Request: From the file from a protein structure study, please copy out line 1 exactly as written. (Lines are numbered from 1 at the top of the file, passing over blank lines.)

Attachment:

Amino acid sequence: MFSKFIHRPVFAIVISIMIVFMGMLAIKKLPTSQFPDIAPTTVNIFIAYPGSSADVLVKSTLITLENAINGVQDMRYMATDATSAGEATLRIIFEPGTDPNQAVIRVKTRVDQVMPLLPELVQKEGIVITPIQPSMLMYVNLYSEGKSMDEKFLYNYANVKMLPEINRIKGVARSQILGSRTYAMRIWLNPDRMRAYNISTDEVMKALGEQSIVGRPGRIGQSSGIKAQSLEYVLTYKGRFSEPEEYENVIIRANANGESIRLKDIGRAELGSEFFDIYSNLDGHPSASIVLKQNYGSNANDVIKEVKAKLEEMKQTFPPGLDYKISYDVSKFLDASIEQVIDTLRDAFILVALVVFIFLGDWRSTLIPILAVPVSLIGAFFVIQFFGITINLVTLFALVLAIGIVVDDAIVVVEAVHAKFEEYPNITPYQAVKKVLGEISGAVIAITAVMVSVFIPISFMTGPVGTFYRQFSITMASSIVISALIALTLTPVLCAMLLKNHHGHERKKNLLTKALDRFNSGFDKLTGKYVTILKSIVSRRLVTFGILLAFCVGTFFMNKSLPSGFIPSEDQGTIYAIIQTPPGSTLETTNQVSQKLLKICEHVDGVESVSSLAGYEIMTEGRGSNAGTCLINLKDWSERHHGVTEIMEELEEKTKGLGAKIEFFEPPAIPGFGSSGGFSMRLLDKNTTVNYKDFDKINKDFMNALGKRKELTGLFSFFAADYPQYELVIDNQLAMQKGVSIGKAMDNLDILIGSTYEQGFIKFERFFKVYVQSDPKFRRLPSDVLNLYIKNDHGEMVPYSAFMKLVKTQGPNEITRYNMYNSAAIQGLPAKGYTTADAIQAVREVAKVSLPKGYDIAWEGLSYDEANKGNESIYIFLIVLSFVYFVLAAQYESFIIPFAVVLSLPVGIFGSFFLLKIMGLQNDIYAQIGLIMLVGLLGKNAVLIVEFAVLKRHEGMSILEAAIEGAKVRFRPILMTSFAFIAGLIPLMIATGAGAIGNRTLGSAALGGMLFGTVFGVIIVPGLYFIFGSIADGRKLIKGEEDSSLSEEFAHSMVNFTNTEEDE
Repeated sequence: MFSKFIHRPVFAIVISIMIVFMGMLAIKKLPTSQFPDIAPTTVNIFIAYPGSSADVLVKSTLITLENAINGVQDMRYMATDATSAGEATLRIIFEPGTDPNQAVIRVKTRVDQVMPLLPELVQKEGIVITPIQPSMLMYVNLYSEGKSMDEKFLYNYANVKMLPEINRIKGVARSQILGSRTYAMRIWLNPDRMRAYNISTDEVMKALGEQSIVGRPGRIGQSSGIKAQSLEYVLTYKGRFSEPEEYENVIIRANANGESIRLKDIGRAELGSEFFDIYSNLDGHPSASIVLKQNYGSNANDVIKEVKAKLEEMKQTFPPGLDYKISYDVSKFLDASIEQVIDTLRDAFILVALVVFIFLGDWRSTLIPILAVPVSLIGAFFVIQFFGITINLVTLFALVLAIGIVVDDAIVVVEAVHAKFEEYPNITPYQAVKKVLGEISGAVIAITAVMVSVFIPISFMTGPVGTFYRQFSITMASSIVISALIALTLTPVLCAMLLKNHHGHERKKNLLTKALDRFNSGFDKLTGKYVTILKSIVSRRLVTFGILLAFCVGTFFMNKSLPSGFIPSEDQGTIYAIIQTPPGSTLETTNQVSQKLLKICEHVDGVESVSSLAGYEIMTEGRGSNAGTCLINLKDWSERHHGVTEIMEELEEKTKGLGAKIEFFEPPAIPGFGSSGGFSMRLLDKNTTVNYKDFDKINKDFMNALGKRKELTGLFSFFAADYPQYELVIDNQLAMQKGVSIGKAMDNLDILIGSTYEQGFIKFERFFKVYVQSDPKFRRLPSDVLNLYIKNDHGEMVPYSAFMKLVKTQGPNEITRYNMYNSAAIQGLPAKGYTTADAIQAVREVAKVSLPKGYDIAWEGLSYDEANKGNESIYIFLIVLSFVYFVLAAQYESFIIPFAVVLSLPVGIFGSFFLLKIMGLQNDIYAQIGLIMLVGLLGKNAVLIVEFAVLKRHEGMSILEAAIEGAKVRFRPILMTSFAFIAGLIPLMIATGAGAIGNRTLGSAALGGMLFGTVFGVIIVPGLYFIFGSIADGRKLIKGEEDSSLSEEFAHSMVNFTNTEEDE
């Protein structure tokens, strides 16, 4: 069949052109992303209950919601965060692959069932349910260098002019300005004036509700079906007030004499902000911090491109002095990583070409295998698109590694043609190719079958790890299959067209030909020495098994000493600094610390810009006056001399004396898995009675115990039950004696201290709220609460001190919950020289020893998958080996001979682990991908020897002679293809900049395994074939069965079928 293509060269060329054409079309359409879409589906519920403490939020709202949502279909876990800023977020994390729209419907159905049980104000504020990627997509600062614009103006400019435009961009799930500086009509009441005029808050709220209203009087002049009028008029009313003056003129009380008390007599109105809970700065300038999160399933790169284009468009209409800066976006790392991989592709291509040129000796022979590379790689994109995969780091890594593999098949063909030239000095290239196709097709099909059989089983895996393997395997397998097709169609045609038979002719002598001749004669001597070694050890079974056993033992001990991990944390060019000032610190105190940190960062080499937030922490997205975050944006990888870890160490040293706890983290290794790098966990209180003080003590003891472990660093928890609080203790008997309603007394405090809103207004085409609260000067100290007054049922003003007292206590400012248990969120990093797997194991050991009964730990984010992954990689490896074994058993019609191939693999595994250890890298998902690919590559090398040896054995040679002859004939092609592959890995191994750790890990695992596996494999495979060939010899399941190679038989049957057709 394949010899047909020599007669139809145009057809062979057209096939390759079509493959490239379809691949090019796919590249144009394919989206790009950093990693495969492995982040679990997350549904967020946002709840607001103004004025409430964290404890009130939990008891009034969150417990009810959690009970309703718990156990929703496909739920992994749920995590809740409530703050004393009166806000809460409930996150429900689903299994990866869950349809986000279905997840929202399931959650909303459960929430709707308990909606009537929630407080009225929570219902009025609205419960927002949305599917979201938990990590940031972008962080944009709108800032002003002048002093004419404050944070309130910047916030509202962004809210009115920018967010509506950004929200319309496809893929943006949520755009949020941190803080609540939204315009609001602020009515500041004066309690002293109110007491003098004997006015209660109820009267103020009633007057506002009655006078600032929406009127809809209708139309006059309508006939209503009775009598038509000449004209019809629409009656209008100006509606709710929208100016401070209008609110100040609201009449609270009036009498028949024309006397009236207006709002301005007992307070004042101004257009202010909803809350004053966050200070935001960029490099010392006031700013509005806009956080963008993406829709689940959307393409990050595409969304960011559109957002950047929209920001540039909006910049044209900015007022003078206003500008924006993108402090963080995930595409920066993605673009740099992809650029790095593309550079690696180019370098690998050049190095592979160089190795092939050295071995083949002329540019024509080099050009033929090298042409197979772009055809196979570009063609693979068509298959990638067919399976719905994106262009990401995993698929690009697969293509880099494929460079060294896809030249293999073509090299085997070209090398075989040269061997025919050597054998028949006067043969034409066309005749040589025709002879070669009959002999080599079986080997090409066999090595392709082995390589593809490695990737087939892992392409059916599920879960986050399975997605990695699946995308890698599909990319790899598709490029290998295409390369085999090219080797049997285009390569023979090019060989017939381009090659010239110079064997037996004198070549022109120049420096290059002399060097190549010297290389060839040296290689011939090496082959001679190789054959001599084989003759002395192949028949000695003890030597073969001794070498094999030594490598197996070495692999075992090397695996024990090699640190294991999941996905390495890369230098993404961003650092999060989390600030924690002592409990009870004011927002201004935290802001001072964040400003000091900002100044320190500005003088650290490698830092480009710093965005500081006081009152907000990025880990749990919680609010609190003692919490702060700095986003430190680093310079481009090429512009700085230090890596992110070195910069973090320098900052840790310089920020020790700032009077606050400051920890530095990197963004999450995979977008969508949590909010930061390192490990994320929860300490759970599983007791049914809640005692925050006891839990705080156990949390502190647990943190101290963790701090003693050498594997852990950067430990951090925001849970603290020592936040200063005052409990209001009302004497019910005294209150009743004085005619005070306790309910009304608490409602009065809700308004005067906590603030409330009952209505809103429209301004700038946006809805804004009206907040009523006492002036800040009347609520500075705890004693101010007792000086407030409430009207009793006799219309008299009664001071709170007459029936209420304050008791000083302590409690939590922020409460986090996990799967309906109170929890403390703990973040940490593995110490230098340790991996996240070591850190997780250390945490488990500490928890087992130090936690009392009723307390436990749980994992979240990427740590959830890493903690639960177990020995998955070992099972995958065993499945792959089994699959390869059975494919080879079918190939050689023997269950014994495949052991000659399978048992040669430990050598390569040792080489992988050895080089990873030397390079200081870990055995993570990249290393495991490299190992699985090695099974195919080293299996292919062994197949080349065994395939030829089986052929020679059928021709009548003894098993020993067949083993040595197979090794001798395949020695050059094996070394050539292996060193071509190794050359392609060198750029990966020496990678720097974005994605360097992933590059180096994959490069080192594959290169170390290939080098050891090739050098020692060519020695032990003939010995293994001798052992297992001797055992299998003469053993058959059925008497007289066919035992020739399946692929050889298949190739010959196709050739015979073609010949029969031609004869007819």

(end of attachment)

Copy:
Amino acid sequence: MFSKFIHRPVFAIVISIMIVFMGMLAIKKLPTSQFPDIAPTTVNIFIAYPGSSADVLVKSTLITLENAINGVQDMRYMATDATSAGEATLRIIFEPGTDPNQAVIRVKTRVDQVMPLLPELVQKEGIVITPIQPSMLMYVNLYSEGKSMDEKFLYNYANVKMLPEINRIKGVARSQILGSRTYAMRIWLNPDRMRAYNISTDEVMKALGEQSIVGRPGRIGQSSGIKAQSLEYVLTYKGRFSEPEEYENVIIRANANGESIRLKDIGRAELGSEFFDIYSNLDGHPSASIVLKQNYGSNANDVIKEVKAKLEEMKQTFPPGLDYKISYDVSKFLDASIEQVIDTLRDAFILVALVVFIFLGDWRSTLIPILAVPVSLIGAFFVIQFFGITINLVTLFALVLAIGIVVDDAIVVVEAVHAKFEEYPNITPYQAVKKVLGEISGAVIAITAVMVSVFIPISFMTGPVGTFYRQFSITMASSIVISALIALTLTPVLCAMLLKNHHGHERKKNLLTKALDRFNSGFDKLTGKYVTILKSIVSRRLVTFGILLAFCVGTFFMNKSLPSGFIPSEDQGTIYAIIQTPPGSTLETTNQVSQKLLKICEHVDGVESVSSLAGYEIMTEGRGSNAGTCLINLKDWSERHHGVTEIMEELEEKTKGLGAKIEFFEPPAIPGFGSSGGFSMRLLDKNTTVNYKDFDKINKDFMNALGKRKELTGLFSFFAADYPQYELVIDNQLAMQKGVSIGKAMDNLDILIGSTYEQGFIKFERFFKVYVQSDPKFRRLPSDVLNLYIKNDHGEMVPYSAFMKLVKTQGPNEITRYNMYNSAAIQGLPAKGYTTADAIQAVREVAKVSLPKGYDIAWEGLSYDEANKGNESIYIFLIVLSFVYFVLAAQYESFIIPFAVVLSLPVGIFGSFFLLKIMGLQNDIYAQIGLIMLVGLLGKNAVLIVEFAVLKRHEGMSILEAAIEGAKVRFRPILMTSFAFIAGLIPLMIATGAGAIGNRTLGSAALGGMLFGTVFGVIIVPGLYFIFGSIADGRKLIKGEEDSSLSEEFAHSMVNFTNTEEDE